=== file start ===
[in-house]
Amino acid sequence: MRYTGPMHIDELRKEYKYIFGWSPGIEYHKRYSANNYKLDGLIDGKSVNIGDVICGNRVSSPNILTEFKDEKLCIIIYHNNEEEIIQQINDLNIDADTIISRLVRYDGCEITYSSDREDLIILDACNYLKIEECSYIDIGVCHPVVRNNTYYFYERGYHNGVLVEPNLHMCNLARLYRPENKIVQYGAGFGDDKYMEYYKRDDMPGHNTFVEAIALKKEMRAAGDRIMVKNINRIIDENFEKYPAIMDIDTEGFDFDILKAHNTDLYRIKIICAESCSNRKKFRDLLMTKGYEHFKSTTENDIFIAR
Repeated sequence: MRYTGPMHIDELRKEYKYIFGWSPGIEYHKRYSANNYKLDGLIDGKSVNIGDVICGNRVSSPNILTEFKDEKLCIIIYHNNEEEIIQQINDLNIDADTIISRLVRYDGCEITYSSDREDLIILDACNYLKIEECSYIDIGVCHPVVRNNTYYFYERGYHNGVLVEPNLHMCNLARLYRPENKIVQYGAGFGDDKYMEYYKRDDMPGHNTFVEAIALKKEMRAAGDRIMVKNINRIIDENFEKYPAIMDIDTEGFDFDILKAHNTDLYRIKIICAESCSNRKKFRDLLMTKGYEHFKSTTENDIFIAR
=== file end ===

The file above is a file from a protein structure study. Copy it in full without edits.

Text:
[in-house]
Amino acid sequence: MRYTGPMHIDELRKEYKYIFGWSPGIEYHKRYSANNYKLDGLIDGKSVNIGDVICGNRVSSPNILTEFKDEKLCIIIYHNNEEEIIQQINDLNIDADTIISRLVRYDGCEITYSSDREDLIILDACNYLKIEECSYIDIGVCHPVVRNNTYYFYERGYHNGVLVEPNLHMCNLARLYRPENKIVQYGAGFGDDKYMEYYKRDDMPGHNTFVEAIALKKEMRAAGDRIMVKNINRIIDENFEKYPAIMDIDTEGFDFDILKAHNTDLYRIKIICAESCSNRKKFRDLLMTKGYEHFKSTTENDIFIAR
Repeated sequence: MRYTGPMHIDELRKEYKYIFGWSPGIEYHKRYSANNYKLDGLIDGKSVNIGDVICGNRVSSPNILTEFKDEKLCIIIYHNNEEEIIQQINDLNIDADTIISRLVRYDGCEITYSSDREDLIILDACNYLKIEECSYIDIGVCHPVVRNNTYYFYERGYHNGVLVEPNLHMCNLARLYRPENKIVQYGAGFGDDKYMEYYKRDDMPGHNTFVEAIALKKEMRAAGDRIMVKNINRIIDENFEKYPAIMDIDTEGFDFDILKAHNTDLYRIKIICAESCSNRKKFRDLLMTKGYEHFKSTTENDIFIAR